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Weapons of Mass Destruction (WMD)

RAF Feltwell

Thor was deployed at four main bases: Driffield, Hemswell, Feltwell and North Luffenham. Surrounding each main base were four satellite stations, with missiles deployed at each location in groups of three.

Transferred to the Royal Air Force on 22 June 1959, the 77th RAF Strategic Missile Squadron at Feltwell, England became the first British-based Thor IRBM squadron to reach operational status. At the same time, SAC retained control over the squadron's nuclear warheads and assigned a detachment to perform four functions: (1) retain custody and control over, and provide maintenance for, reentry vehicles and warheads; (2) receive and initiate US warhead release orders; (3) operate USAF communications facilities; and (4) provide training to the Royal Air Force.

In 1958 RAF Feltwell was transferred to Bomber Command, where it became a strategic missile station responsible for Nos. 77, 82, 107, 113, and 220 Squadrons and the Command Strategic Missile School. In August 1958, Bomber Command's first IRBM squadron, No.77, was formed at RAF Feltwell. The first Douglas Thor Missile for the squadron was received on 19 September 1958. In August 1963 the Thor base was disbanded and preparations commenced to receive the Officer Cadet Training Unit from Jurby.

Feltwell's connection with aviation began more than thirty-five years ago, during World War 1, when No. 7 Training Depot Station was housed here. Thus Feltwell's original function was flying training as it is today. From March, 1937, however, when the present installations were built, until 1946, squadrons of Bomber Command were stationed here. Feltwell contributed to the increasing effort directed against Germany at home, culminating in the "Thousand Bomber" raids of May and June, 1942. In the last two years of the war, still under Bomber Command, a squadron at Feltwell was engaged on radio intelligence work, while at the end of 1943, No. 3 Lancaster Finishing School was formed here to convert aircrews who had been trained on Wellingtons to working in Lancaster aircraft. This work continued until January, 1945, when the end of the war was imminent. In the last phase at Feltwell under Bomber Command, navigators were trained in the use of a new long-range navigation device intended for use in the Pacific theatre of war. Feltwell's connection with Bomber Command was severed in April, 1946, when the station was transferred to Flying Training Command to house the present unit, No. 3 Flying Training School, formerly at South Cerney.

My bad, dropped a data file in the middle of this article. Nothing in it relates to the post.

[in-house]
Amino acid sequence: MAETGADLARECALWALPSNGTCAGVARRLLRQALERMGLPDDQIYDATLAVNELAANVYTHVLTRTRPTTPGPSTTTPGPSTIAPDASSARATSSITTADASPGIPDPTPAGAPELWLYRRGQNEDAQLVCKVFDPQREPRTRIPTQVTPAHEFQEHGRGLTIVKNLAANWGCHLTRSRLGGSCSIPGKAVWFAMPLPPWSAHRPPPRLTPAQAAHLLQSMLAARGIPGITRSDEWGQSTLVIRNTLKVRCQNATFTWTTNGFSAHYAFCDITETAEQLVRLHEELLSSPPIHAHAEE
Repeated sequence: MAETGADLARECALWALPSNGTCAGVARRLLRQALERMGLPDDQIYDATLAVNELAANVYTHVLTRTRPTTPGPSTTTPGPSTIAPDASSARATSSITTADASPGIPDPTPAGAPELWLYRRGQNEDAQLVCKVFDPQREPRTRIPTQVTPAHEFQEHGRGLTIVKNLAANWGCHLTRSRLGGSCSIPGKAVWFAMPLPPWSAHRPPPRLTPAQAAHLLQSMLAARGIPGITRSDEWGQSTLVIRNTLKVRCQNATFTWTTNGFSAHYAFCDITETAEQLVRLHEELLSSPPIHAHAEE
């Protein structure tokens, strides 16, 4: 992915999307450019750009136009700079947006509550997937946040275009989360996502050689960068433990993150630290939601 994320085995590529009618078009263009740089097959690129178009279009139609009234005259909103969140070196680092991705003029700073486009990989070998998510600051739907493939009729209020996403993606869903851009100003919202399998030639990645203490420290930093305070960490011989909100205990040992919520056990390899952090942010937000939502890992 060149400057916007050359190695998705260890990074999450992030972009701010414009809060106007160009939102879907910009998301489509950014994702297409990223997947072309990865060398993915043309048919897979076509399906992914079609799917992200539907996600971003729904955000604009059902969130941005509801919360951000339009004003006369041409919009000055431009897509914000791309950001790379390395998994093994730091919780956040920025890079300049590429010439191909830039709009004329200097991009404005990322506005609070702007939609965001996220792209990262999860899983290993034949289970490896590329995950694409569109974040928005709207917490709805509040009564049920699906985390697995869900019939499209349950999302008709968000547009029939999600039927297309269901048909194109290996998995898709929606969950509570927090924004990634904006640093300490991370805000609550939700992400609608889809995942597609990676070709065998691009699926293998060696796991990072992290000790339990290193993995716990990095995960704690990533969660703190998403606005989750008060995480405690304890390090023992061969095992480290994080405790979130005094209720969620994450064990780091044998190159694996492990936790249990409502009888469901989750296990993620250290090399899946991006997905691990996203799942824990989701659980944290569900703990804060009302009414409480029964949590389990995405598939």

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Page last modified: 24-07-2011 04:50:37 ZULU